A certain amount of communication gets lost over email or text. Some people don’t communicate tone well, others write badly, and others don’t write much at all. The human voice is able to communicate things beyond words. In a voicemail, you get a sense of your caller’s emotional state. You get a more personalised message. You don’t get face-to-face contact, but you get a step closer to it than email or text. That’s what makes voicemail so valuable.
When you leave a voicemail, you can include as many details as you want. Leaving a message with a third party doesn’t allow for as many details.
Some people like leaving voicemail messages. More accurately, they like the option. Whether it’s because they’ve been doing it for 20+ years or because they think they speak better than they text, it’s important to give these people the option, especially given that they may be your clients, your co-workers, or your boss.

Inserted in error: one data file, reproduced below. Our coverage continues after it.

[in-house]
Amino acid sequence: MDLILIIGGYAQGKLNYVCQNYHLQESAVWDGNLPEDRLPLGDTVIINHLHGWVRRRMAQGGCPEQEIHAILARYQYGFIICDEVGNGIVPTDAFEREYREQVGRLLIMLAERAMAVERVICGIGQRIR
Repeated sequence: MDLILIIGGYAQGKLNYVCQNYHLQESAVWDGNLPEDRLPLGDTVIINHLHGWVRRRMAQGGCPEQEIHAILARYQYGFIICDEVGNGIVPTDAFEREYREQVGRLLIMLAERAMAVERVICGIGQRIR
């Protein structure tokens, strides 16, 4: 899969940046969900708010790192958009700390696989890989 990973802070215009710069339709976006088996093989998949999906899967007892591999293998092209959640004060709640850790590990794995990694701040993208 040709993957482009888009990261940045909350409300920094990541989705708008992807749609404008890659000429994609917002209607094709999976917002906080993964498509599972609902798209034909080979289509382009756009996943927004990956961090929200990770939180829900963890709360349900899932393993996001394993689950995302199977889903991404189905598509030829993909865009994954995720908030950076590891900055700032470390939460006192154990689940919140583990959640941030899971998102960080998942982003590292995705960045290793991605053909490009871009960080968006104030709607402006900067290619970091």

The voicemail greeting you record is another part of your public facing brand. Granted it’s a small part, especially compared to your LinkedIn page or other social media, but an important part nonetheless.
Some things shouldn’t be said to third parties, such as secretaries. And if confidentiality is a problem, remember that it’s easy for messages to be spotted by wandering eyes. A message jotted down in a notebook left open at a desk or a notification on an idle screen can easily be seen. With a voice message left in an inbox that requires a PIN to access, you have a better assurance that what should be confidential remains confidential.
In an ideal world, clients, co-workers, and others would be able to reach you when they need. In the real world, you’re busy. If you’re busy, a voicemail lets someone explain what they need from you. After all, if they chose to call instead of send an email, presumably it was for an important reason. Given that, it’s important to give them an opportunity to explain what that is.
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